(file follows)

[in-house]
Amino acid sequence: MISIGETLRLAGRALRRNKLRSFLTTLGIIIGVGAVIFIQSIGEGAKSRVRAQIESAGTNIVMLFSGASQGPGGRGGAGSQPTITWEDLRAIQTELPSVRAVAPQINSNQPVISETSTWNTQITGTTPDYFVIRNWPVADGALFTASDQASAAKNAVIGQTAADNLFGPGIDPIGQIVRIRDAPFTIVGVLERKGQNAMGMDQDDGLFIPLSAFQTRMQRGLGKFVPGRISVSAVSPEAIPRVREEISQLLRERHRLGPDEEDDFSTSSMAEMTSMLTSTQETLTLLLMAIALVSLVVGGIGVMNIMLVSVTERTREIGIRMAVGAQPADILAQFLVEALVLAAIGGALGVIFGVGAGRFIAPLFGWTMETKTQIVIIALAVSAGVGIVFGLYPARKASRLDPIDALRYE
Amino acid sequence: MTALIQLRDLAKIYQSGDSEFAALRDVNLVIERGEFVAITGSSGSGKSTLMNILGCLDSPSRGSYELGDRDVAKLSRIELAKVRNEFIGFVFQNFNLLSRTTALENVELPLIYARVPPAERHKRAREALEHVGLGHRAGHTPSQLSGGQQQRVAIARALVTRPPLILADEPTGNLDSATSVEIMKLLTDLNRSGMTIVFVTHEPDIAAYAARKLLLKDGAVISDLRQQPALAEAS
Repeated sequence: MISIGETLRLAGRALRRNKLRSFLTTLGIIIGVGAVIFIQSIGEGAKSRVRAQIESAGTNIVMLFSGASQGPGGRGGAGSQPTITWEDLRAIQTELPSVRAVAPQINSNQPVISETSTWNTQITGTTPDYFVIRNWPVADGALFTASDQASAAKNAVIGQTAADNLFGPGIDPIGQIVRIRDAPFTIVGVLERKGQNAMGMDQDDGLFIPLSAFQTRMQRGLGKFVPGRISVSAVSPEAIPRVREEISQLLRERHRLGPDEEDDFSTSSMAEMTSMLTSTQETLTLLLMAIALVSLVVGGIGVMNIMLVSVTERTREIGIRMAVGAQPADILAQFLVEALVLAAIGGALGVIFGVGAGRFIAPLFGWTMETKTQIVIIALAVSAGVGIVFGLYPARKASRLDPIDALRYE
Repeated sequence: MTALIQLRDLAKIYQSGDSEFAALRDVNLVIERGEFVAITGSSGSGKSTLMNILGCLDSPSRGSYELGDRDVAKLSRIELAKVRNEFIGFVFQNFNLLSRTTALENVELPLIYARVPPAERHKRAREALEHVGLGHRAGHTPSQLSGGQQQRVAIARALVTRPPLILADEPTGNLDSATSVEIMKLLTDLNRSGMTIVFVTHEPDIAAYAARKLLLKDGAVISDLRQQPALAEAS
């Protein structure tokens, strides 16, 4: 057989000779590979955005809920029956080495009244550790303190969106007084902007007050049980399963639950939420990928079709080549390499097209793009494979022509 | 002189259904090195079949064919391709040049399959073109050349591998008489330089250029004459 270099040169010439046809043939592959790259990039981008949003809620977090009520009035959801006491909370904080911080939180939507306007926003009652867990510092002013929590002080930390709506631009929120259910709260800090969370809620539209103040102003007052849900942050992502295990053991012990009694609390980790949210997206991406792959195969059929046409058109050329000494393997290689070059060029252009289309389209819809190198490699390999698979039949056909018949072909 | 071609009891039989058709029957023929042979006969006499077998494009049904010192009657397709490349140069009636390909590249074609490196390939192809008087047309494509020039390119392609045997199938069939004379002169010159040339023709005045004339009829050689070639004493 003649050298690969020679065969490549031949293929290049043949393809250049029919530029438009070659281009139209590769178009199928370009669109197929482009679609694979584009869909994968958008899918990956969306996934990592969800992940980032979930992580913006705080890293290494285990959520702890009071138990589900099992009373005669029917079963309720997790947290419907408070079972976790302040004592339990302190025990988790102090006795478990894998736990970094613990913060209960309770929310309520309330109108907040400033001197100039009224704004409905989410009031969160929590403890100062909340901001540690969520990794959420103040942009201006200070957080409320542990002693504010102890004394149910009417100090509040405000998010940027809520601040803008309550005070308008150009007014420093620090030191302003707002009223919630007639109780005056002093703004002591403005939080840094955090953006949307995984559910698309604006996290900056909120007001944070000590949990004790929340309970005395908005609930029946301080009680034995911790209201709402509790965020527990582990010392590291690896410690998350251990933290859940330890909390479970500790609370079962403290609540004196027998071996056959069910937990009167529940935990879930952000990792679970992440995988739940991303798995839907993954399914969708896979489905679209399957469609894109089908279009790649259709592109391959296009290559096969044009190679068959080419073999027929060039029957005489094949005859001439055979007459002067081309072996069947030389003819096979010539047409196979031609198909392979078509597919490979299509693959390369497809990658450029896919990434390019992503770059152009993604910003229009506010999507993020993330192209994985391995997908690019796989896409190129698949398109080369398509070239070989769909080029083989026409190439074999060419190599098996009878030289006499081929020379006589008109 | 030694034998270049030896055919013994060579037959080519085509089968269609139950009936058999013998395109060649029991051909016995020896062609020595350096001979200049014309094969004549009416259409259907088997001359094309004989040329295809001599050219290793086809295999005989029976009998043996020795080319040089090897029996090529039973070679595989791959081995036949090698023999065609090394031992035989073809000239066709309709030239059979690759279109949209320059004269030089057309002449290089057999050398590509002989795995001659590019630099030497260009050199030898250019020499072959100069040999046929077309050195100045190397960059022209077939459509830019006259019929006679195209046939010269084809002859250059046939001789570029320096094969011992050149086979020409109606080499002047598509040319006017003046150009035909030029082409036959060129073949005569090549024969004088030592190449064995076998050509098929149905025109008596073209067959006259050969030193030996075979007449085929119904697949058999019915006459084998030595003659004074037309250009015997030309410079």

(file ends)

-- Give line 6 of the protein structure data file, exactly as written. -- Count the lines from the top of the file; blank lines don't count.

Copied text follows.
């Protein structure tokens, strides 16, 4: 057989000779590979955005809920029956080495009244550790303190969106007084902007007050049980399963639950939420990928079709080549390499097209793009494979022509 | 002189259904090195079949064919391709040049399959073109050349591998008489330089250029004459 270099040169010439046809043939592959790259990039981008949003809620977090009520009035959801006491909370904080911080939180939507306007926003009652867990510092002013929590002080930390709506631009929120259910709260800090969370809620539209103040102003007052849900942050992502295990053991012990009694609390980790949210997206991406792959195969059929046409058109050329000494393997290689070059060029252009289309389209819809190198490699390999698979039949056909018949072909 | 071609009891039989058709029957023929042979006969006499077998494009049904010192009657397709490349140069009636390909590249074609490196390939192809008087047309494509020039390119392609045997199938069939004379002169010159040339023709005045004339009829050689070639004493 003649050298690969020679065969490549031949293929290049043949393809250049029919530029438009070659281009139209590769178009199928370009669109197929482009679609694979584009869909994968958008899918990956969306996934990592969800992940980032979930992580913006705080890293290494285990959520702890009071138990589900099992009373005669029917079963309720997790947290419907408070079972976790302040004592339990302190025990988790102090006795478990894998736990970094613990913060209960309770929310309520309330109108907040400033001197100039009224704004409905989410009031969160929590403890100062909340901001540690969520990794959420103040942009201006200070957080409320542990002693504010102890004394149910009417100090509040405000998010940027809520601040803008309550005070308008150009007014420093620090030191302003707002009223919630007639109780005056002093703004002591403005939080840094955090953006949307995984559910698309604006996290900056909120007001944070000590949990004790929340309970005395908005609930029946301080009680034995911790209201709402509790965020527990582990010392590291690896410690998350251990933290859940330890909390479970500790609370079962403290609540004196027998071996056959069910937990009167529940935990879930952000990792679970992440995988739940991303798995839907993954399914969708896979489905679209399957469609894109089908279009790649259709592109391959296009290559096969044009190679068959080419073999027929060039029957005489094949005859001439055979007459002067081309072996069947030389003819096979010539047409196979031609198909392979078509597919490979299509693959390369497809990658450029896919990434390019992503770059152009993604910003229009506010999507993020993330192209994985391995997908690019796989896409190129698949398109080369398509070239070989769909080029083989026409190439074999060419190599098996009878030289006499081929020379006589008109 | 030694034998270049030896055919013994060579037959080519085509089968269609139950009936058999013998395109060649029991051909016995020896062609020595350096001979200049014309094969004549009416259409259907088997001359094309004989040329295809001599050219290793086809295999005989029976009998043996020795080319040089090897029996090529039973070679595989791959081995036949090698023999065609090394031992035989073809000239066709309709030239059979690759279109949209320059004269030089057309002449290089057999050398590509002989795995001659590019630099030497260009050199030898250019020499072959100069040999046929077309050195100045190397960059022209077939459509830019006259019929006679195209046939010269084809002859250059046939001789570029320096094969011992050149086979020409109606080499002047598509040319006017003046150009035909030029082409036959060129073949005569090549024969004088030592190449064995076998050509098929149905025109008596073209067959006259050969030193030996075979007449085929119904697949058999019915006459084998030595003659004074037309250009015997030309410079």